A winter storm that killed two people in Louisiana, two in North Carolina and one in Houston has blanketed the South in snow and ice, causing traffic pileups, canceling hundreds of flights and prompting officials to urge people to stay indoors through Thursday afternoon, when a considerable warm-up is expected.
More than 400 flights had been canceled by late Thursday morning, most to and from airports in Atlanta and North Carolina, according to the tracking site FlightAware.
Thousands of customers across Georgia and North Carolina had lost electricity, utility providers said, and officials in Louisiana opted Thursday morning to keep portions of at least four interstate highways closed because of ice, they said. State offices in parts of Georgia and Louisiana were due to remain closed Thursday for a second day, officials said.
Snow and icy conditions made roads in parts of the South and along the East Coast treacherous after a winter storm dumped snow Wednesday from the Florida Panhandle to Maine.
A swath of central North Carolina picked up more than 6 inches of snow, with some areas between Raleigh and Greensboro getting 10 inches. Some parts of New England got 6 inches.
‘Do not drive’
North Carolina Gov. Roy Cooper announced the first fatalities in his state during a news conference Thursday. The driver and a passenger died when a car ran off the road in Washington County, he said.
Since Tuesday evening, North Carolina troopers had responded to 3,500 calls, including 2,000 collisions, he said.
“The snow is beautiful,” Cooper said, “but the roads are treacherous. Do not drive unless you absolutely have to.”
In West Feliciana Parish, Louisiana, a fire official was fatally injured Wednesday when a pickup truck pulling a trailer lost control on an icy road and hit the chief, who was investigating a previous crash, Louisiana State Police said.
Cooper pointed to a warning from retired stock car racer Dale Earnhardt Jr., who tweeted that North Carolinians should stay home, along with a photo of a stuck car attached to a line and winch on his vehicle.
“5 minutes after helping these folks I center punched a pine tree. All good. Probably just needs a new alignment,” the winner of 26 races in NASCAR’s top division said. Earnhardt tweeted again to clarify he was not in the crash but scratched the winch when he was driving too fast and “being a bit of a fool.”
Frigid temperatures pose dangers
Social media was littered with similar photos and videos of motorists sliding off ice-coated lanes across the South, where governments often aren’t equipped with salt and plows.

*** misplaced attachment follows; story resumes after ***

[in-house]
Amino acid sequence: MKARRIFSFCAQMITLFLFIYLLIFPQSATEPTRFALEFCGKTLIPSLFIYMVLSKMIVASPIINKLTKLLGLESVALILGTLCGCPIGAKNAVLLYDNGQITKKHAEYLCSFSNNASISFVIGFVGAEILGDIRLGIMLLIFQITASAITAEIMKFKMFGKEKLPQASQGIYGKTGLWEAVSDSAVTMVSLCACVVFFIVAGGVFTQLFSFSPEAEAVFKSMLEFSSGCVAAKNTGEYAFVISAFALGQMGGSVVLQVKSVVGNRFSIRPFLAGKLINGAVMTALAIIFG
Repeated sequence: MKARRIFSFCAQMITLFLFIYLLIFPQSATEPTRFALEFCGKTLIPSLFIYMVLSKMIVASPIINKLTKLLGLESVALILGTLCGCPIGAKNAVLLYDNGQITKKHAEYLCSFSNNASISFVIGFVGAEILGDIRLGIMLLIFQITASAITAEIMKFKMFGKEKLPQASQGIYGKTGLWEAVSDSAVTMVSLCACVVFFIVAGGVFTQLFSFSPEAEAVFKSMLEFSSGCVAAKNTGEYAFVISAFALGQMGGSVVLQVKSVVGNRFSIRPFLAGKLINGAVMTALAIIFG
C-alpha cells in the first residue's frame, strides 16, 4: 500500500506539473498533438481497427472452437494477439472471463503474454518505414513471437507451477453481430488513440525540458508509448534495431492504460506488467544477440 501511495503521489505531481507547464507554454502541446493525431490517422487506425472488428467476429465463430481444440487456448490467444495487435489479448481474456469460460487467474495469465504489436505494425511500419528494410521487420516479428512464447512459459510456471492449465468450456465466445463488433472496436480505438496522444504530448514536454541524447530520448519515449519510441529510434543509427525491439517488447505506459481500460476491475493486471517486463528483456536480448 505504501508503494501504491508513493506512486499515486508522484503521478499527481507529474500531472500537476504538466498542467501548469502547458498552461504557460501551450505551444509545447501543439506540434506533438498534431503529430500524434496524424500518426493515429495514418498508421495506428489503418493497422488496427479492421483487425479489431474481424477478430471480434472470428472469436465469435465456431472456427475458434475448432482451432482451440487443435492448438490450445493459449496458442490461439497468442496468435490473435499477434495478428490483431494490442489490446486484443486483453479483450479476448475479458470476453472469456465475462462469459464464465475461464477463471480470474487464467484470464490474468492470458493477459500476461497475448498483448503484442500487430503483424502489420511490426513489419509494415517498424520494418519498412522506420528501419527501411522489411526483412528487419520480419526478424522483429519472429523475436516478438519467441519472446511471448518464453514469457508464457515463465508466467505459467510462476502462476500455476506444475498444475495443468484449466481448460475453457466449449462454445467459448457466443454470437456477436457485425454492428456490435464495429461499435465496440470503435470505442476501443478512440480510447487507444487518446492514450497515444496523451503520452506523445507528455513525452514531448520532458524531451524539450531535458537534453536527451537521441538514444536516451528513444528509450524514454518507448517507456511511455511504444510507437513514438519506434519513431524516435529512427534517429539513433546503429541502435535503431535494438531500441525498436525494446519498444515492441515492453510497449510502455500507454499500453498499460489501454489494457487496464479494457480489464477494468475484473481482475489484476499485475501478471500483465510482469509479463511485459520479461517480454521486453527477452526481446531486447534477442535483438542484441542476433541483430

Nearly 600 crashes were reported in Harris County, Texas, Sheriff Ed Gonzalez said.
“Even if you think you want to go out … to go to the grocery store, the truth is they haven’t been able to be resupplied. So, just wait,” Harris County Judge Ed Emmett warned Wednesday morning.
The sheriff’s office in neighboring Fort Bend County was more blunt, tweeting: “Houston is still closed, Fort Bend. Go back to bed.”
Even where accumulation was lighter, travel could be dangerous, given the frigid temperatures, the National Weather Service said on Twitter.
In Houston, a homeless person died showing signs of hypothermia, the mayor and fire chief said. In New Orleans, someone died in a weather-related accident, the mayor said.
In Tennessee, which had the coldest pockets in the South, wind chills made the air feel as cold as 10 below zero.
On Thursday morning, wind chill advisories covered nearly 30 million people and included Atlanta, New Orleans, Mobile, Alabama, and stretched as far south as Boca Raton and Naples, Florida.
Hard freeze warnings extended along much of the Gulf Coast into Florida, with below-freezing temperatures in Orlando and Tampa.
Forecasters said chilly air would hang around from the South to the Northeast, leaving icy roads and hazardous conditions through Thursday, when temperatures were due to begin climbing.
“This morning the freezing temperatures stretched all the way down towards Orlando,” said CNN meteorologist Judson Jones. “However, they’re going to rebound really quickly today.”
By Thursday afternoon, temperatures throughout the South will have moved above freezing, he said, and most areas will see near “normal” weather temperatures through this weekend.